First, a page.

Greeley Daily Tribune from Greeley, Colorado on October 29, 1969 · Page 1
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Greeley Daily Tribune from Greeley, Colorado · Page 1

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Greeley, Colorado
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Wednesday, October 29, 1969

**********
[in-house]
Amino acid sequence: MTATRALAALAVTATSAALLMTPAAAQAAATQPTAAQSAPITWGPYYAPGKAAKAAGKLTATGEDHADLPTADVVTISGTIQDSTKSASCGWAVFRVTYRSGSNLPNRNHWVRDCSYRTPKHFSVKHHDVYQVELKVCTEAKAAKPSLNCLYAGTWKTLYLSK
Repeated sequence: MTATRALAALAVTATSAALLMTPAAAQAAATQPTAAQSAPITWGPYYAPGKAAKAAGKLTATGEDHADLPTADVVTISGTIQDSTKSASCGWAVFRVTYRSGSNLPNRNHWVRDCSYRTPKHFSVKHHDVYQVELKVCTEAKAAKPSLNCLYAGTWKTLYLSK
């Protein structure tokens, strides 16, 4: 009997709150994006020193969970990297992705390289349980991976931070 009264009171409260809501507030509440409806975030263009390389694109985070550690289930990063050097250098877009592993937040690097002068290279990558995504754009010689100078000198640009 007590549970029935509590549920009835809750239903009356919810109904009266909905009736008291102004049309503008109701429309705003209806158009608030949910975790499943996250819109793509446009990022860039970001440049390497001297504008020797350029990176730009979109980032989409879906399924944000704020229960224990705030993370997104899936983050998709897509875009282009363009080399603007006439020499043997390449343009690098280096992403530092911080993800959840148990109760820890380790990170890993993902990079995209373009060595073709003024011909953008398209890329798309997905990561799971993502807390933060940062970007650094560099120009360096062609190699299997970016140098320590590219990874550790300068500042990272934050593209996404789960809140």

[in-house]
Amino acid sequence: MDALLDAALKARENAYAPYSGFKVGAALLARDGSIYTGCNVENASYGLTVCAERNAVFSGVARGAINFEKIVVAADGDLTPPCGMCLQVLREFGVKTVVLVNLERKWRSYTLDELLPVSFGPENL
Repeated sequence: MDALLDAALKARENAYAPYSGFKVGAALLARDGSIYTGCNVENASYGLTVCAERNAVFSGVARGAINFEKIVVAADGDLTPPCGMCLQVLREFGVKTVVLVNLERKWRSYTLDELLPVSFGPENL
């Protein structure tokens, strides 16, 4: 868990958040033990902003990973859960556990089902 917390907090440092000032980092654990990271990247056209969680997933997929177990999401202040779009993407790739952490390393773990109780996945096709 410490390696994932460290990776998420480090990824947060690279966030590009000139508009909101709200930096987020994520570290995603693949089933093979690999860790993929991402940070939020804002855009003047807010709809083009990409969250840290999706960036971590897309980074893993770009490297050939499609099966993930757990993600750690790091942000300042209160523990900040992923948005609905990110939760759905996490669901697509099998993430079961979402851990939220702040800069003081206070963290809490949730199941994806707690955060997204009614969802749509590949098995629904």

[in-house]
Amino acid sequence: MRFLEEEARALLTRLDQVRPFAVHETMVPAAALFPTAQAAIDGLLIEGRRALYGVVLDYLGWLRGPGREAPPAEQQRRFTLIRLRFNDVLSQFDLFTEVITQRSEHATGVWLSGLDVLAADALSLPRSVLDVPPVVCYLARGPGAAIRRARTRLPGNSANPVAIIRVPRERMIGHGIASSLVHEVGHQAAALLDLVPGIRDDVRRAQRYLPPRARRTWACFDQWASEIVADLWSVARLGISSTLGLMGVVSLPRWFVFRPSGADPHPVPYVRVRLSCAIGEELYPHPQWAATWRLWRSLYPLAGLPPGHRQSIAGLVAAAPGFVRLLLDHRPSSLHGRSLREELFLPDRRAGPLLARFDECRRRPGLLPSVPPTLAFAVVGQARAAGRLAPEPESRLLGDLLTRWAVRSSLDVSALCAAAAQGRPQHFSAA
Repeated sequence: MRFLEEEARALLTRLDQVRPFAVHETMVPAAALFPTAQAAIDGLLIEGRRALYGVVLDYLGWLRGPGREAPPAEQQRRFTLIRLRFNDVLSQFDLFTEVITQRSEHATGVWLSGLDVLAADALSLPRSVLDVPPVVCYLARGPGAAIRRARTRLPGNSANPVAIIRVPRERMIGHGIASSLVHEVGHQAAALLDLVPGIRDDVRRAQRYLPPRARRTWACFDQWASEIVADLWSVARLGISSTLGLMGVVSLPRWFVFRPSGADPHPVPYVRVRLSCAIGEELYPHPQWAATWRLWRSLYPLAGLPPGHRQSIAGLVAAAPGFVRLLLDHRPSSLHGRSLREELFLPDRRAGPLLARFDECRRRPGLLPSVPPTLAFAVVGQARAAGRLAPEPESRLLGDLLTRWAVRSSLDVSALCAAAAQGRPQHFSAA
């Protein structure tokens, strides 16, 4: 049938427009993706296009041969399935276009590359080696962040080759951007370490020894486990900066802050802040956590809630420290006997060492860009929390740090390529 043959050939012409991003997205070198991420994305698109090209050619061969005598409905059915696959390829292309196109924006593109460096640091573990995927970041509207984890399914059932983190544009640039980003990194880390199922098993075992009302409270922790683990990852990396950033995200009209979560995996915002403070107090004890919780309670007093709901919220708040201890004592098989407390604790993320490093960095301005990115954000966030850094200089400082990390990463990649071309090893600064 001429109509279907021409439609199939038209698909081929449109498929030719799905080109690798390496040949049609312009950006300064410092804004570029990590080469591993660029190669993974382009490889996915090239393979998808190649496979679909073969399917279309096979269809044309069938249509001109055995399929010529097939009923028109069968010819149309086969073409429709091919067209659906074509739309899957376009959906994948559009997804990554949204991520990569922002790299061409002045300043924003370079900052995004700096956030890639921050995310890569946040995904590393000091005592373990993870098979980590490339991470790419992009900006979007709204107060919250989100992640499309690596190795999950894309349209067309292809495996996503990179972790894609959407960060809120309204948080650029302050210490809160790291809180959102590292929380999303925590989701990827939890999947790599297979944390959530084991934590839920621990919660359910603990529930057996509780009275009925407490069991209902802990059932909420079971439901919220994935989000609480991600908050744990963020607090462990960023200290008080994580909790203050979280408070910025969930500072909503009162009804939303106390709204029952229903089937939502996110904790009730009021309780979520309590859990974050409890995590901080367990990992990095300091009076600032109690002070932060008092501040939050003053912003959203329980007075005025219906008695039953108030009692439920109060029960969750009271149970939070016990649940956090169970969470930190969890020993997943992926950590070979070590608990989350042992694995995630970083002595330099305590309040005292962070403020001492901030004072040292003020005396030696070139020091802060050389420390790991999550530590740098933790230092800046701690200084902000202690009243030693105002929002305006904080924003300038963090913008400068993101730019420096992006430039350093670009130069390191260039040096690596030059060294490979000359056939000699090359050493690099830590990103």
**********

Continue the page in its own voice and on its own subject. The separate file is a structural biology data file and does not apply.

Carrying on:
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Ward ] Candidates Present Their Views Statements of all the candidates for city offices are being published this week by the Tribune to inform the voters of the views of the candidates. The statements of the three candidates lor Ward One coun- cil scats are published todiiy. Statements for Ward Two candidates will be printed Thurs- day'and Ward Three candidates Friday. Mayoral candidates views were presented Tuesday. The election will be held in Greeley Tuesday, Nov. 4. Also on the ballot at that time wit be two amendments, one dealing with repealing currenl liquor laws, Hie other with a popular vote on the city man. ager. Beet, Potato Harvesting Dealt 4th Snowy Setback Written by Horaci Gretley in 1871 A N D THE GREELEY REPUBLICAN VOL. «--NUMBER 2 GREELEY, COLORADO WEDNESDAY, OCT. VI, Via WEEKLY TRIBUNE ESTABLISHED 1870 Love Sees Spending Hike Of $70 Million in 1970 Wayne A. Sodman Wayne A. Sodman, one of the three council candidates in Ward One, is an employe in the beef processing department and chief union steward at Monfort Packing Co. His statement follows: "In my opening campaign statement, I promised thai I would listen to the people of Ward One in north Greclcy and then, if elected, I would do my best to carry out their wishes. "I also pointed out thai no purpose could be served- by attacking present or past members of City Council.-- or my worthy opponents in this election. "In addition, I vowed that my approach would be constructive; that I would try to view Greeley's problems as problems that can and must be solved -- starting right now, and not in some long distant future. "Finally I also stated that Greeley is the city my wife, Anne, and I have chosen to raise our four children, a city that we have called home for 10 years, a city that we want to be a better place -- not a little worse, but a little better -for our children and their children than it is for us. Change in Philosophy "Since making that opening (Continued on page 19) Andrew Gurtner Andrew Gurtner, east Greeley businessman and longtime resident of the city, said in regard to his candidacy for Ward One councilman: "My contention is that too often City Council positions are filled without regard to qualifications. I feel I qualify to fill the post of Ward One councilman for the following reasons: "Thirty years business experience in Greeley. "Six years service on the City Planning Commission. "Recently reappointed to a five-year term on the Weld County Board of Health. "Presently a member of the City Civil Service Commission. Sewage Plant Odor "I am acquainted with the present needs of our city. Too often needs are known but no action js taken, or at best delayed. "The odor from our sewage plant and other facilities has given Greeley a most unfavorable reputation. Through my efforts as a mciiihcr.cf the Weld County Board of Health, I am fully aware of what needs to be done to help correct the situation at Ihe sewage plant. "This can be accomplished with the present facilities if they are put in working operation (Continued on page 19) Mrs. Uba Stanley Mrs. Uba Stanley, accountant and executive secretary for the Stanley Commercial Radio Co. here for the past 11 years, is a candidate for the Ward One council post. In her statement, she said: "It is my belief lhat one of the biggest problems in Greeley is to have a city government :hat is responsive to the interests of all Greeley citizens. "The public needs to be more informed on the problems caused by rapid growth. The citizens will have to take more interest in their city government or be willing to live with what is 'dished' out to them. "Past zoning practices need to be scrutinized and changes made. Property owners need adequate protection and new zoning of unzoned areas should follow a master plan for growth. Dump, Sewage Problems "Such a plan, of course, needs to be updated as growth patterns change the overall picture. The lack of communication between the council and the planning commission should be corrected. "The council needs to take a second look at (lie 'dump' prob- (Continued on page 19) By GORDON G. GAUSS Associated Press Writer DENVER (AP) - Colorado's state spending will increase by around $70 million next year, Gov. John Love says, but a tax increase can be escaped. The governor's disclosure, which referred directly to the state's general fund budget, came at a news conference Tuesday afternoon. It would mean a total spending from the general fund of around §408 million for the fiscal .year beginning next July and total stale spending approaching $900 million during the 12-month period. Includes Cash The $900 million figure would include money spent from cash funds such as the motor fuel tax, game and fish licenses and college tuition, and also would include all money received from he federal government. The governor is beginning jreparation of the recommenda- .ions he will make to the legisla- .ure in January on spending. More Responsive City Council Main Theme of Ward 2 Meet By FRANK COLOHAN Tribune Staff Writer Three candidates for Ward Two councilman appeared generally to agree Tuesday evening that City Council should be more The Weather 1:30 p.m. temperature: 33. (CSC report as of C a.m.) High Tuesday 46 Low 35 Barometer 29.92 rising Precipitation Oli Total for year 10.03 Normal through Oct. 11.65 The highest temperature ever recorded here on Oct. 29 was 83 degrees in 1968. The lowest on record for the same dale was 17 degrees in 1939. The sun will rise Thursday al 6:27 a.m. and sets al 5 p.m. (MST). NORTHEAST COLORADO Locally heavy snow warning along east slope of the mountains, becoming partly cloudy lo- night and Thursday; cofdcr lo- nighl; warmer Thurs. afternoon; low tonight 15-25; high Thurs-: day 40s. Precipitation probability 40 per cent toniglil, 10 per cent Thursday. COLORADO -- Locally heavy snow warning along easl sfope of mountains, becoming occasional snow or rain east, scattered rain or snow showers western valleys; partly cloudy and scattered snows tonight and Thursday; colder east tonight; warmer Thursday afternoon: low tonight 15-25 north, 20-30 soulh, zero to 15 above mountains; high Thursday 40s east, 45-55 west, 35-45 mountains. COLO. FIVE-DAY FORECAST Thursday through Monday responsive to the desires of the people. The Ihrcc, Can-ell Deacon, Gil llause and Joseph E. Poerl- ner, voiced their views at a Ward 11 campaign meeting sponsored by the Citizens Coali- lion at Our Savior's Lutheran Church. Only about 25 persons attended, one of whom was Mayor Dorothy Zabka. Quite a few of the persons present were individuals who have become persistent critics of the present council because of past clashes over zoning, the sales lax and financing of the City Complex. The candidates were first asked by Jack Priddy, who presided, a series of questions the Citizens Coalition has been asking at the candidate meetings it has been sponsoring. Liquor Question All three agreed in answering the first question regarding their stand on the proposal to repeal Ihe prohibition against the sale of liquor in Greeley, lhat this was a matler that would be decided on a personal basis by eacli voter. Poertner said he was going to vote against the proposal, llause said he favored bringing liquor inlp Greeley "since il is already right on our doorstep." Deacon answered he fell the proposal had to pass if Greeley is lo grow. The second question concerned the candidates' stand on the proposed amendment lo the Cily Charter to provide for an election nn retaining the cily manager. Deacon answered that, although he was for the proposal, "yet I'm sorry to see it on the ballot. I think it's more a reflection on the council than the city manager. I think il shows the people are telling the council they want it lo run the city and not the manager." Hause said he was against Ihe proposal. "I feel, when a council is elected by the people, Ihe cily manager should be responsible lo Ihe council." He added, however, he believed il was Ihe council's responsibility lo see thai Ihe Ihings being done by the city are the tilings the people want done. October's Third Storm Pelts State By THE ASSOCIATED PRESS The third snowstorm this month pelted Colorado today, triggering heavy snow warnings for the mountains and Eastern Slope of the Continental Divide Up to six inches of snow was expected in many areas of the slate, with accumulations of up to five inches predicted for the heavily populated metropolitan Denver area. Snowpacked roads and hazardous driving conditions were reported in the mountain passes, with roads in almost all areas either icy or snowpacked 01 wet. A frontal system moving across the central Rocky Mountains was blamed for the icy rain that soon turned to snow. The scattered snow and icy drizzle was expected to continue tonight, with some relief in sight Thursday. Below freezing temperatures were predicted for tonight, adding to the likelihood of more hazardous driving. At Colorado Springs, Ihe Rocky Mounlain Kennel Club called off ils dog racing card for toniglil because of snow. Snowpacked or icy highways were reported in all areas of Colorado except near Salida, where roads were dry shortly jefore noon. The Colorado Stale Patrol advised against travel over Independence and Douglas passes. During the first two weeks of Dclober, heavy snows caused .housands of dollars in property Poertner said he didn't seeldamage and played havoc with (Continued on Page 6) [crops in Colorado. The legislature's Joint Budget; Committee will open hearings on appropriations requests next Monday. Eventually, the legis- alure will have to vote whatever money is to be spent. Love said he was not far enough along, to have specific 'igures on his: recommendations but said there will be "quite a substantial increase this time," due in part to provisions writ- en into the 1969-70 budget adopted last spring. Pressed by reporters, the governor came up with a "guess" of an increase "in the neighborhood" of .$70 million in the general fund budget. Referring to-built-in increases, le noted the $47 million boost in state aid to · schools effective next Jan. 1 was funded for only lalf a year in the budget for 1969-70 and said the same ap jlied to state i takeover of most court costs. He said there also will be an increase in the medi caid program--under which the stale furnishes medical care 'or welfare recipienls. Also, the governor noted, school aid will increase by another $20 per pupil annually on Jan. 1, 1971, and half of that increase must be funded in the 1970-71 budget. There are aboul half a million pupils in public schools in Colorado. Joe Kyle, staff director for the legislative budget committee later estimated the courl costs will jump from about $6 million the current budget to abou $14 million in Ihe nexl budget He ss'd the slate is now paying about $21 million of its own funds, plus $27 million of fed eral funds, for medical aid pro grams. How much the increase will be is uncertain, he said, de pending upon how fast costs rise and what new programs are added. Ward One Meeting Attendance Is Slim By JIM BRIGGS Tribune Staff Writer Less than 25 persons turned ut to hear three candidales for /ard One councilman express leir views al a meeting in St. ""eta's Catholic Church Tuesday night. One of the three candidates, Vayne Sudman, came out trongly in favor of the contro- 'ersial local option amendment. "Greeley is expanding," Sodman said, "and will soon sur- ound those areas where liquor s presently being sold, Greeley could very well become an is- and. Since the City Council will 'No Tax Increase' "I don't anticipate we will re quire any tax increase," Love said in responding to one question by reporters. He said he isn't in a position yet to comment "validly" on a salary raise of $10 million or more for slate employees which is being worked out by Ihe Civil Service Commission's personnel staff. It includes 10 per cent Doosts for many lop pay grade officials and 5- per cent for most 'Cauldron Cookery' Gives Old Recipes for Witchery By JEFF RADFORD Associated Press Writer ANN ARBOR, Mich. (AP) If witches bcscl you on Halloween, here's what to do: Take three nails from a coffin and slick them into a sauce of butter and wintergrecn. Say the witch's name the sauce in where neither moonlight will penetrate. Marcello Truzzi, son of a circus juggler, is a sociologist who hopes to casli in on Ihe current national cookbook buying binge with a few medieval recipes of his own. Just in time for Halloween, Truzzi has written "Cauldron Cookery," which icveals such tricks as how to become invisi- sunlight norjble and how to become a were- 'vhen you place a hidden spot I nni'l I wolf. temperatures are expected to| Your witch will be sick for six| The werewolf reccipe calls for average 2 to 9 degrees below months. an iron cooking pol into which ·" -' LI-.J.J r.-- must be dumped water, parsley, opium and saffron. You don't have to eat the glob--it's to at- Iracl the devil. But you do have to rub your body with the fat of a freshly killed cat and put on a wolf's seasonal normals. Warmer at first then turning cooler with chance of rain cr r.iow over Handed Down Handed down for generations --at least since the lath century the weeekend. High lempera--this superstition has now been lures 55 to 65 warmer daysjmade public by a black-bearded falling into 40s cooler days. Low [professor who leaches the hislo- tempera'urcs 25 lo 35 warmer ry of wiicheraft and satanism at nights to 15 to 25 cooler nights, i the University of Michigan. skin. Pretty soon "the great j will love you. grey shape thai makes men shiver" will supplant your own and even your best friends won'l know you. Other Formulas Here are somu other formulas: How to make a woman's hair fall mil: Smear a louk of her hair with tar and paste made from water in a new trough that has reflected, the moon in a cemetery and bury il in a drain or cesspool. How to become invisible: Boil a cat ear in cow's milk, then put the car over your thumb. How lo obtain someone's love: Place an egg in an anlhill on March 18 and leave it for three days. Whoever touches it next 'orkers in lower grades. If ap- roved by the civil Service Commission in November, it 'ill come to the governor for pproval in December. Love also declined to com- ment on bigger appropriations for higher education. He indicated, however, his prediction of a $70 million increase in general fund spending includes these areas. ic handling the granting of iquor licenses, should the amendment pass and I am | elected to sen j as your councilman, I pledge to see that these decisions will rece careful deliberation and discussion." In commenting on the amendment, Uba Stanley .said she "would hate to sec another Larimer Street in Greeley," and Andrew Gurtner said "whatever the outcome, I will follow the will of the people." Gurlner said he was greatly concerned over the (rash situation in Greeley, adding "I don't believe (he citizens shouk have lo pay to take their Irasl: lo the dump." Mrs. Stanley said that she believed thai one of the big (Continued on Page 6) Inside The Tribune (36 Pages) Auby _ _ 17 Amusements 21 Boyle's column 11 Classified 32-35 Comics 10 Commodities _... C Crossword 10 Editorial page 4 Heloise _ 16 Horoscope _ 17 Late news 6 Letters to Tribune ...._ 4 Mortuaries _ 6 Needlework _ 17 Real estate transfers __ 30 So This Is Greeley 4 Snorts _ 22-24 Slocks C TV and radio logs _ 10 Women's pages _ 16-18 By RON STEWART Tribune Staff Writer Harvesting of sugar beets and rolaloc:; look another turn for he worse Wednesday as Ihe onrlh .snowstorm of the monlh novcd into the area Tuesday light. The beet harvest, which was ichcdulcd to begin Oct. 6, has been delayed by the four ilorms, which have turned Oct- iber, usually a mild autumn monlh, into an early January. Great Western Sugar Co.'in Ireelcy reported .02 of an inch if moisture at 8 a.m. Weclncs- Jay,, but Colorado Slate Ctil- Cf!e measured .04 by 6 a.m. The Eaton GW plant reported 06 of an inch of moisture by a.m. Only Few Spuds in Ground Harry Cogburn, owner of Ccig- jurn Produce in Eaton, said Wednesday that the potato crop n northeastern Colorado is not in serious danger because of .he new storm. Cogburn said hat only about 200 acres of pn- al.oes remain in the ground, and these, intended for chipping stock, could be sold as table slock potatoes if the frost dain- jge prohibits potato chip processing. The licet situation, however, was bleak. Heavy snow fdl Oct. 3 and, Jesidcs ravaging trees and fell- ng power lines across the state, ended beet harvesting before it it off Ihe ground. A week Jaler, on Oct. 10, a (Continued on Page C) UW Drive Hits 40 Per Cent The Weld County United Way drive lias reached 40 per cent of ils goal of $172,230, drive chairman Herrick Carnscy said Tuesday al a report luncheon in the Ramada Inn. Garnsey said $68,114 had been raised thus far in the drive. Malt Weigand, advance gifts chairman, said he had reached 81 per cent of ils quota; payroll division. Olher division chairman reported: Merrill Quivey, 51 per cent; pilot division, Bill Halliburton, 105 per cent; Tom Charles, 7 per cent; Darrcll Craig, 23 per cent; Chester Creswell. 23 per cent; Dr. Mar- Ian Frank, 74 per cent; James Kadlccck, 10 per cent; Bob Quick, 24 per cent; Jack Wheeler, 3 per cent; City Government, Mary Ann Feurslein, 19 per cent. Seven areas failed to report. LWV Public Meeting Set For Tonight The public meeting at which all municipal candidates are expected to appear will begin] at 7:30 this evening in Ihe' Community Room of the Weld County Bank. Mrs. Paul.Murphy, president of the League of Women Voters ivhich has arranged Ihe gathering, said the meeting was a traditional service lo voters such as Ihe Greeley League and some 1,200 others in the Unilcd Slates conduct prior to most elections. Although spokesmen for the ballol issues will nol appear this evening, major support and opposition groups have been asked to prepare position stale- mcnts that will be circulated at the meeting along with ques- lionnaries covering biographies and comments of the candi- dales. Mrs. Murphy emphasized thai the League may never endorse candidates. Issues, however, may be supported or opposed if study precedes the decision. Neither p r o p o s e d charter amendment has been studied i by the organization, she pointed j out. On Tuesday, Nov. 4, persons needing transportation to the polls may request this service by calling 353-2369 or 353-2695 before 3 p.m. election day, Mrs. Murphy said. THROWN TO PAVEMENT - Police Officer William Hood, right, and olhers comfort one-year-old Sherrie Lynne Hilhnan who was thrown onto the pavement in an accident at 16th Street and U.S. 85 by-pass at 7:30 a.m. Wednesday. In the background Officer Les Davison leads the child's molh- er, Mrs. Carol Ann Hillman. 1757 Fern Ave.. lo a waiting ambulance. The child suffered a possible hairline skull fracture and was transferred from Weld County General Hospital to Denver Children's Hospital. Accord- ing to police Mrs. Hillman was driving west mi Kith Street. She slopped for the stop sign at Ihe highway intersection, then started across the four lane highway, struck the side of an empty cattle truck being driven soulh by Paul F. Hasley, Grcal Bend, Kan. The Hillman truck was spun around and thrown hack 74 (eel from the point of impact. Th» baby was thrown from the cab of the pickup and fell between the two vehicles (Tribune photo by Paul Edscorn)